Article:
#9  Somebody needs to get to Punch Shulzberger. Somebody needs to tell him he's making an awful lot of Marines VERY unhappy - unhappy enough to take up a collection for the NY Mafia to do a hit on him. Unhappy enough to take out his two-bit propaganda rag like Saddam's "elite" Republican Guard. Unhappy enough to make him drink 40 consecutive bottles of Carlsberg light beer - then wait 24 hours before using the latrine. Unhappy enough to pierce his ears - with a sniper rifle. It's not wise to make Marines unhappy. Unhappy Marines are not nice folks. Punch needs to learn that, first-hand. I'd volunteer to help, but only if I can bring my axehandle.
Posted by: Old Patriot || 02/27/2006 14:36 Comments || Top||

#10  get kitted out in full "journalist in the wilds" regalia, in Afghan Sand

AKA the Gunga Dan look.
Posted by: 6 || 02/27/2006 16:24 Comments || Top||

#11  Furgot the picture.
Posted by: 6 || 02/27/2006 16:28 Comments || Top||

#12  BA, I know it was rhetorical, but I just couldn't stand it. The next-but-one in my tottering to-read pile is a book by a Wall Street Journal reporter who's done 5 rotations in Iraq with one of the Marine units -- a girlfriend of mine was a college friend of his, and he pops round occasionally... Anyway, it was the photo on the back cover I was channelling, but not the stripped down version of a real reporter (local fleas and all), but the glamourpuss version Mr. Rather and the parachuting journalists like the author of this little ignorance-filled diatribe favour.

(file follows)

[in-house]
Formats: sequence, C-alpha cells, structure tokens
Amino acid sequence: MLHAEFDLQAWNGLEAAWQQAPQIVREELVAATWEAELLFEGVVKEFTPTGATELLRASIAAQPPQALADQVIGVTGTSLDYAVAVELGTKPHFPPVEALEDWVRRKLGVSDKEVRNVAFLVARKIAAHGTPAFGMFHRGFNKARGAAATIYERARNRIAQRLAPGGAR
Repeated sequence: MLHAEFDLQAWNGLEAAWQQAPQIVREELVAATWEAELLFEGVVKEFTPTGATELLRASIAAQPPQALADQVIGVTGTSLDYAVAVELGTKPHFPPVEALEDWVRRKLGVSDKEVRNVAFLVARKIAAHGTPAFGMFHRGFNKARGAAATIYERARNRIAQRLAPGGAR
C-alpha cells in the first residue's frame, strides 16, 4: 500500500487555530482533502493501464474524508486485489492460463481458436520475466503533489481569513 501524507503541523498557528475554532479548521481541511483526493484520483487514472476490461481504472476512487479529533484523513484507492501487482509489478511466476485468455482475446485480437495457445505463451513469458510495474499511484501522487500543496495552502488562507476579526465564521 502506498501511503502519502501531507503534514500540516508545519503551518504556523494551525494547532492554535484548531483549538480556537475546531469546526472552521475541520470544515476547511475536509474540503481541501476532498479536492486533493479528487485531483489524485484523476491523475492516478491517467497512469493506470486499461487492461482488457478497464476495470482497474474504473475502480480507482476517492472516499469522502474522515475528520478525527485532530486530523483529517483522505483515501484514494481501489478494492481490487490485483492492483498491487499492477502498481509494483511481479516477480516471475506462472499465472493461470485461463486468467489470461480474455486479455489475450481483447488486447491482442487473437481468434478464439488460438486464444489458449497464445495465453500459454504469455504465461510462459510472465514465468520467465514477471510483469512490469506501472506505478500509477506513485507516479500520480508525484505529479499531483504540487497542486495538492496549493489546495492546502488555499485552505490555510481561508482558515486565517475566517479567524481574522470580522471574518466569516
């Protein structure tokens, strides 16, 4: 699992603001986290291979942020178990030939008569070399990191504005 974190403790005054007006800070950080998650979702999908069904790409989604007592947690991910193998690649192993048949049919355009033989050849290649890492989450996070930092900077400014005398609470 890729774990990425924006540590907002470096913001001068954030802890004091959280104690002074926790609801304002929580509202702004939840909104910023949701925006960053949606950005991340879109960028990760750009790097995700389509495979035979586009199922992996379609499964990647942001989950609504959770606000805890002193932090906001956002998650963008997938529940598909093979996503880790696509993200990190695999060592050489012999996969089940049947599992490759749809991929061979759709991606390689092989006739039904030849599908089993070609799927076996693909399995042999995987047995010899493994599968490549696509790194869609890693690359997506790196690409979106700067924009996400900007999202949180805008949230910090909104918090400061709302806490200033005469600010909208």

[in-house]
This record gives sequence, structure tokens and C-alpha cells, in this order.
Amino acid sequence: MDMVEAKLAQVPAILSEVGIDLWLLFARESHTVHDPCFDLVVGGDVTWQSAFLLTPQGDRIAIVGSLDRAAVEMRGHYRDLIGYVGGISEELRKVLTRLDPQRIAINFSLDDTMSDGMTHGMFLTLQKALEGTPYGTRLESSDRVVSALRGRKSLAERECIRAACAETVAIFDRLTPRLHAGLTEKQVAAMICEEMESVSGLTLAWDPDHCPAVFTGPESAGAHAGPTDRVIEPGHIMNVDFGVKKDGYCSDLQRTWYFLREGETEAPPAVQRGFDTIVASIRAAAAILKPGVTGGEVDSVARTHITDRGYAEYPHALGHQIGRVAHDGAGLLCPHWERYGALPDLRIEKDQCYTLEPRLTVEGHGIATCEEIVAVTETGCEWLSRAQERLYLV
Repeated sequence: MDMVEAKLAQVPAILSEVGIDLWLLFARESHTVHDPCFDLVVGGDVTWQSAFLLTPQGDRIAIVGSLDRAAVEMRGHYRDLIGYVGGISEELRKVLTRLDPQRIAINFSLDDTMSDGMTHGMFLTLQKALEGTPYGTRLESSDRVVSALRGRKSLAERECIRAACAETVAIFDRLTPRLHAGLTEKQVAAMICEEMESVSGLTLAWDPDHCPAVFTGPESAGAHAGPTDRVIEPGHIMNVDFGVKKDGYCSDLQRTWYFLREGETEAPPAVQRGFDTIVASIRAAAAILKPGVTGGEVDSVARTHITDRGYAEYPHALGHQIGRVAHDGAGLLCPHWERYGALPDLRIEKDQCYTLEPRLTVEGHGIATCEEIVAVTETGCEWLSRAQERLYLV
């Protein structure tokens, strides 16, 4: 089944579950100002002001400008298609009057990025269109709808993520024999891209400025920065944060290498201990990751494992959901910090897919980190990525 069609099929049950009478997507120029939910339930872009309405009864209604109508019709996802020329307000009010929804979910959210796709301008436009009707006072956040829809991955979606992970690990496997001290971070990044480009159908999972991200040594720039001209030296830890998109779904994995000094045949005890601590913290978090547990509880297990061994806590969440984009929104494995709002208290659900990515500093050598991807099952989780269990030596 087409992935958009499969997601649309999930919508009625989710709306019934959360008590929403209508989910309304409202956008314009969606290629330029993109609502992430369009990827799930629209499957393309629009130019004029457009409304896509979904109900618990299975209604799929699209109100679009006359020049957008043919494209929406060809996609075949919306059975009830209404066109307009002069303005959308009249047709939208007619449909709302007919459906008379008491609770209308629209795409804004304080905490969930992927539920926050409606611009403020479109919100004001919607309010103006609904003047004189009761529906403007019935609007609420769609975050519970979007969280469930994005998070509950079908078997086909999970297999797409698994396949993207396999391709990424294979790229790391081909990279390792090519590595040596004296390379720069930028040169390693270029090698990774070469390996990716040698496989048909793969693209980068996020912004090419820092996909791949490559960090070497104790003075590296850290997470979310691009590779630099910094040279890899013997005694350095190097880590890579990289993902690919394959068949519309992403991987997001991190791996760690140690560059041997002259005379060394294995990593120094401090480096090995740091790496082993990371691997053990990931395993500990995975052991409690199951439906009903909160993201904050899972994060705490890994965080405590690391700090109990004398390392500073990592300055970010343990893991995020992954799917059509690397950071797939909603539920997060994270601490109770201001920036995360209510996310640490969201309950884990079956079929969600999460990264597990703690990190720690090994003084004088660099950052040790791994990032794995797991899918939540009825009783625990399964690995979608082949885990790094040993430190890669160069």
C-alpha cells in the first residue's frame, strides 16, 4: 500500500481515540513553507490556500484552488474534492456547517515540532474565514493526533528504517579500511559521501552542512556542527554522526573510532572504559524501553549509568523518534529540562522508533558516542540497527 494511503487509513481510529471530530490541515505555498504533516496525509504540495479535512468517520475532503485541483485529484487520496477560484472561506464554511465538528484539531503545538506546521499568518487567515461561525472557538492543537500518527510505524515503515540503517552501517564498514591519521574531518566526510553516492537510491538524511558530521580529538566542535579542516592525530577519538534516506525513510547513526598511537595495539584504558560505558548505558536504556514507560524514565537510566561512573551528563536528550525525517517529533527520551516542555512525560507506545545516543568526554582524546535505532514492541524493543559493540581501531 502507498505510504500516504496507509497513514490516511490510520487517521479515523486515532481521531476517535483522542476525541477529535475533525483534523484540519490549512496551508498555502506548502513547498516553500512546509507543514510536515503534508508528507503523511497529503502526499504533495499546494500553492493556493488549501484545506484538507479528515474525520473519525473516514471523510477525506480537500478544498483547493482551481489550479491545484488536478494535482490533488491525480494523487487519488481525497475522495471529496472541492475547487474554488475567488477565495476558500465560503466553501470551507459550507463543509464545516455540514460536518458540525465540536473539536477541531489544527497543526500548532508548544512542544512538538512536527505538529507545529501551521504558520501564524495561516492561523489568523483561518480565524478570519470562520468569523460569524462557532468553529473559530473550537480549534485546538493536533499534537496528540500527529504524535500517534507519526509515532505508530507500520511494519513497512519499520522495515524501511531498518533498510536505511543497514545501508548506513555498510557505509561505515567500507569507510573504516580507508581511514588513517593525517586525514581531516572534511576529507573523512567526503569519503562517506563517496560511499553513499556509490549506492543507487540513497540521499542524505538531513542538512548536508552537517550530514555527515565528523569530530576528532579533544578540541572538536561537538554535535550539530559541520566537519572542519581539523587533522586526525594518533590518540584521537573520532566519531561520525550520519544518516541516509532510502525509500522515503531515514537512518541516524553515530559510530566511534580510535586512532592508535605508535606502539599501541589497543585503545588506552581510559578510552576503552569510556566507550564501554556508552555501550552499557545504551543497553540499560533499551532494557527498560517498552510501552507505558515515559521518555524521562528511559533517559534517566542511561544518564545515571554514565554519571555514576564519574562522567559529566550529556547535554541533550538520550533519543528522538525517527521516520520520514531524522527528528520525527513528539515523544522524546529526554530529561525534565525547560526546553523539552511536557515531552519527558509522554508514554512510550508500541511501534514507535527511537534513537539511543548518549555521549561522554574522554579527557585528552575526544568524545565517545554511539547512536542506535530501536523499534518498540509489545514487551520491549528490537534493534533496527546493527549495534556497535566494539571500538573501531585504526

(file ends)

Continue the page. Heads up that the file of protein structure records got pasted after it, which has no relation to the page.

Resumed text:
/no TIM GOLDEN and ERIC SCHMITT do not meet my standards, why do you ask?
Posted by: trailing wife || 02/27/2006 16:59 Comments || Top||

#13  Lol, tw - your evolution into SnarkMeister is dizzying! *applause*
Posted by: .com || 02/27/2006 17:05 Comments || Top||

#14  I suspect it's not so much an evolution as the careful shedding of reticence, revealing mor of what was always there but hidden. I dated girls like that.
Posted by: Nimble Spemble || 02/27/2006 17:08 Comments || Top||

#15  .com, Nimble Spemble, I have here sat at the feet of masters. ;-)
Posted by: trailing wife || 02/27/2006 17:26 Comments || Top||


British troops fear backlash as Afghans attack opium crop
British forces in one of the most dangerous regions of Afghanistan face their first potential threat from farmers whose poppy fields are due to be destroyed from this week. The government of President Hamid Karzai is determined to carry out large-scale eradication of opium crops in Helmand province, where the first members of a British task force of 5,700 are being deployed. British commanders here have stressed that their troops will not take part in the highly controversial programme. But both Afghan and British officials have acknowledged that they are likely to suffer a backlash in this largely rural community if farmers lose their livelihood with no adequate compensation.